Bettina Buck Shuffles through a Museum and Smashes Art-Historical Narratives
Throughout her practice Buck investigates the act of doing something; whether it be her sculptures and objects or herself, all subjects are occupied in an action. In Untitled, Diptych, Buck’s body is extended and bears various weights and apparatus. In a gesture that touches on the absurd, an almost unrecognizable form is presented in which both gravity and the artist is tested.
Bettina Buck is an adamantly anti-modernist artist who, in her own words, creates work that “simultaneously attracts and alienates the viewer” and “creates a tremor, a vibration and a conversation with its surroundings.” Buck’s sculptures are assemblages and reconfigurations of found industrial materials like carpets, posters, foam, latex, and plastic. She draws upon the objects’ histories, while also creating jolting contrasts of their textures and forms. To heighten the disquieting effect of her work, Buck sometimes displays the work at unconventional heights. Though they appear abstract, these works sometimes have anthropomorphic traits or illustrate narratives. Buck’s sculptures also draw upon classical forms, mythology, and traditions of sculpture.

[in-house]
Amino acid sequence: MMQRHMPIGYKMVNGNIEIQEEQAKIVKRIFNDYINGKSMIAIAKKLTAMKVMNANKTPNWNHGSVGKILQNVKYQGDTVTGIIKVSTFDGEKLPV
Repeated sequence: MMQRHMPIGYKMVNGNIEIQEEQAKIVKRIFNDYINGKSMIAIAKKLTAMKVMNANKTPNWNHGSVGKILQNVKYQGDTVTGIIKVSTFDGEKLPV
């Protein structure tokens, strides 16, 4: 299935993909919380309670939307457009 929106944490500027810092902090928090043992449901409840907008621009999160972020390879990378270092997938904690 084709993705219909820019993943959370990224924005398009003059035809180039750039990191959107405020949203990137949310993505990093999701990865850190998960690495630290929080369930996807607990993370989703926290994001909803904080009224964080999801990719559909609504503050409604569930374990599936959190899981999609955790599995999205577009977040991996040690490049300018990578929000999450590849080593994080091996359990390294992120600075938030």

German, b. 1974